Look at all of your options when considering new labor.
Photo: Laura Watilo Blake

Employers who have been challenged by H-2B visa processing issues report concerns that a potential lack of H-2B labor or a delay in receiving H-2B labor will harm their businesses.

Many employers have started the communication process with their senators and representatives to address concerns about looming delays. Still others are searching for long-term solutions to this seemingly never-ending challenge of getting competent laborers on board when companies need laborers most.

Consider taking matters of hiring seasonal labor into your own hands with these alternatives.

Work Opportunity Tax Credits

The Department of Labor (DOL) offers a Work Opportunity Tax Credit when employers hire disadvantaged workers. The DOL will pay your company a small amount each hour that you employ individuals from various local resources. These workers include unemployed veterans, individuals from families that receive food stamps, recipients of Vocational Rehabilitation, formerly incarcerated individuals, Summer Youth Employees, those who have received Supplemental Security Income, those who live in Rural Renewal Counties or individuals who live in Empowerment Zones. Check bit.ly/29SONCn for more information on these programs.

Military recruiting

Many of my clients have reported that returning military members have stepped into both temporary and seasonal positions, as well as professional level positions with great success. You can contact your local military bases to ask about “delayed entry” military members who might be available for work during your busiest times and are looking for employment until they are deployed (up to 12 months into the future).

Finding employees from colleges and trade schools can work to your advantage.
Photos: Laura Watilo Blake

Trade schools and community colleges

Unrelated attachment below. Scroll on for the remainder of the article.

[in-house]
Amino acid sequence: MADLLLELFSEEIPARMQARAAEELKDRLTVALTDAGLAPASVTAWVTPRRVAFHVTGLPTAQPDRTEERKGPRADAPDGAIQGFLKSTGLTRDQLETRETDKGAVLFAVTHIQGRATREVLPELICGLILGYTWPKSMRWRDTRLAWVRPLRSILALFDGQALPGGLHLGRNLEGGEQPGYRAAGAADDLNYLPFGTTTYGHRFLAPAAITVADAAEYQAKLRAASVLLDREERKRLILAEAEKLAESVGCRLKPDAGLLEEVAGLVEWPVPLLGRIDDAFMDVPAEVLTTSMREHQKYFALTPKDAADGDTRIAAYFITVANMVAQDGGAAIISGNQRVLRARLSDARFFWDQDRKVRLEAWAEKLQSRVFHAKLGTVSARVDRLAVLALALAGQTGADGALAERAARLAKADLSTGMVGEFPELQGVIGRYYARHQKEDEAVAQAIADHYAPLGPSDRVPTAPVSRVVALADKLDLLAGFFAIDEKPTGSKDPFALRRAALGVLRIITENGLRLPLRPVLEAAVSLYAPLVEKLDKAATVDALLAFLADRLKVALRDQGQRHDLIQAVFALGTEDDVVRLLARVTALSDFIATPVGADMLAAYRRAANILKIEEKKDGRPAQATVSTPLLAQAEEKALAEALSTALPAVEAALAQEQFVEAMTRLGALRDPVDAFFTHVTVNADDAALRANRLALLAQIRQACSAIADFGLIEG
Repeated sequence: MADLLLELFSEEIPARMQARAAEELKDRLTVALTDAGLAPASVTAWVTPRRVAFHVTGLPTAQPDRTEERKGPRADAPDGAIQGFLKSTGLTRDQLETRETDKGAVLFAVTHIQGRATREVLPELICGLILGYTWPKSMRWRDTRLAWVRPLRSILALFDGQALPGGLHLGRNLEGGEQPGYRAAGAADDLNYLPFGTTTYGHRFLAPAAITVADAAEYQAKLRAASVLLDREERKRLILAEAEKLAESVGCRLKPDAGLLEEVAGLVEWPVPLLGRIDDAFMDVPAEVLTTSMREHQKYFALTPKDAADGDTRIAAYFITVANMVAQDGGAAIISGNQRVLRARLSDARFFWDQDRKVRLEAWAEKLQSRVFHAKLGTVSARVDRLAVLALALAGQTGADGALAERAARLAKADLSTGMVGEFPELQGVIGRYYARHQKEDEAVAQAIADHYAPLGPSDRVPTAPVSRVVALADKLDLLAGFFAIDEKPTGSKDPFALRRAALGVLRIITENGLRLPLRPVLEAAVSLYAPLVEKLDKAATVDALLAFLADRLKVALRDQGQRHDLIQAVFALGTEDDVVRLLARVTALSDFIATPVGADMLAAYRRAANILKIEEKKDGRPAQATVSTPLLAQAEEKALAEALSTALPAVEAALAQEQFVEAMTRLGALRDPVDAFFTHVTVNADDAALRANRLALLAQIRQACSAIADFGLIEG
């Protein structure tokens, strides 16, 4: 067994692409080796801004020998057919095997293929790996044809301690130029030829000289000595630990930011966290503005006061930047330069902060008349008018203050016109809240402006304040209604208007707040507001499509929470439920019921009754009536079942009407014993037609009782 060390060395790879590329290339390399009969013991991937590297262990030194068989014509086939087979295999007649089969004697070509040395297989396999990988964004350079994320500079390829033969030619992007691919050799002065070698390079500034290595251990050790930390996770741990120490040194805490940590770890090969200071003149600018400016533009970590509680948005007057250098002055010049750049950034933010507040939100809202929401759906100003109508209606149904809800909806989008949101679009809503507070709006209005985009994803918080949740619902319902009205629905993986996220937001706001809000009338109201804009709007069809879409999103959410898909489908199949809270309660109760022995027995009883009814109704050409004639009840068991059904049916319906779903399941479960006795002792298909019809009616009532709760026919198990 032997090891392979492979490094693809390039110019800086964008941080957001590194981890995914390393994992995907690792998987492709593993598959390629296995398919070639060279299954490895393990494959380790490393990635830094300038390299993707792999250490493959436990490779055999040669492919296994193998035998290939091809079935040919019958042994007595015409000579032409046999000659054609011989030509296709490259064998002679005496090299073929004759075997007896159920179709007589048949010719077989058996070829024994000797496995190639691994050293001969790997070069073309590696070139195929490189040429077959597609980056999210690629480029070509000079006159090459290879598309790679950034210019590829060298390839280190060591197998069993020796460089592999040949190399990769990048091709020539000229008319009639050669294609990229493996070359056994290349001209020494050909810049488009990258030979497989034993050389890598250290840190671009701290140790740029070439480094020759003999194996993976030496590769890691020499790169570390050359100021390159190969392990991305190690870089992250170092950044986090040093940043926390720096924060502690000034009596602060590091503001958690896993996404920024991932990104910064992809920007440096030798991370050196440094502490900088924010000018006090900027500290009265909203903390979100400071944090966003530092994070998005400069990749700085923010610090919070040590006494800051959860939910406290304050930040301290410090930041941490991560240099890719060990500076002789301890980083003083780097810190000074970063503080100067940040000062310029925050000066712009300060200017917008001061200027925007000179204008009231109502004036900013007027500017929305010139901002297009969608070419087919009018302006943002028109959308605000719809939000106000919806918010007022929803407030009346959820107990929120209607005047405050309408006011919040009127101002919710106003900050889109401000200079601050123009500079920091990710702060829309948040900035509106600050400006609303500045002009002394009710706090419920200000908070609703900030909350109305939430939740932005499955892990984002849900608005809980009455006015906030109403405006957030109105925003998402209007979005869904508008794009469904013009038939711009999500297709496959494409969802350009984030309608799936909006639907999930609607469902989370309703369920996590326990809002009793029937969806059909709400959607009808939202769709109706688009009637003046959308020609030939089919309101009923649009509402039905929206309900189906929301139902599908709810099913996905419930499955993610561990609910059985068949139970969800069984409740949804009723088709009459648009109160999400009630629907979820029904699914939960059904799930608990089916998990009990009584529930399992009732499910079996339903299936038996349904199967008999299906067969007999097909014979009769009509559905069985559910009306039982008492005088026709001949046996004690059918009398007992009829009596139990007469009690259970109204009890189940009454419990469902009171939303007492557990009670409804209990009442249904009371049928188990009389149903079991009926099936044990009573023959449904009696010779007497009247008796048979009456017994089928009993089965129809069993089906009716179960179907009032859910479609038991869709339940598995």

These schools include occupational centers and community colleges that offer relevant trade programs (such as small and large engine mechanics, irrigation, and construction) all attended by students who want regular hours while they attend night or weekend classes. It is worth reaching out to these campuses to learn about the students looking for a variety of jobs while they go to school and to partner with the professors of the related classes - you never know how a relationship with a local school might offer a significant advantage to your business.

Consider all applicants

When you incentivize your employees to help you find great talent, they tend to find people that they would want to work with. Some employers might be concerned that if related employees get upset (or a better offer elsewhere), they might all leave at the same time. More often than not, this isn’t the case. Related employees tend to stay together and tend to hold each other accountable in a very different way than unrelated employees. And, when employers take the time to listen to their employees, offer a fair “bonus” to employees who bring in talented candidates and make an effort to treat their employees fairly, these related employees tend to be very loyal and some of the best “recruiters” your firm can have.

Keep candidate records

Training and keeping employees engaged will work to your advantage.
Photos: Laura Watilo Blake

When you are considering all the different applicants that might come in from your various recruiting efforts, be sure to hold on to the resumes or contact information for candidates that you didn’t get the chance to hire - you never know who might be less than qualified today but might be a wonderfully qualified candidate in six to 12 months. Assign one of your office staff members to follow up with candidates once or twice a year.

Finding labor at any time of the year is challenging. Training and keeping your employees engaged tends to be even more difficult. But there are some resources that might be worth considering as you evaluate the current H-2B visa program delays and changes, and it might just be time for you to make plans for less stressful hiring this year.

Christine is a talent sourcing consultant with Bruce Wilson & Company.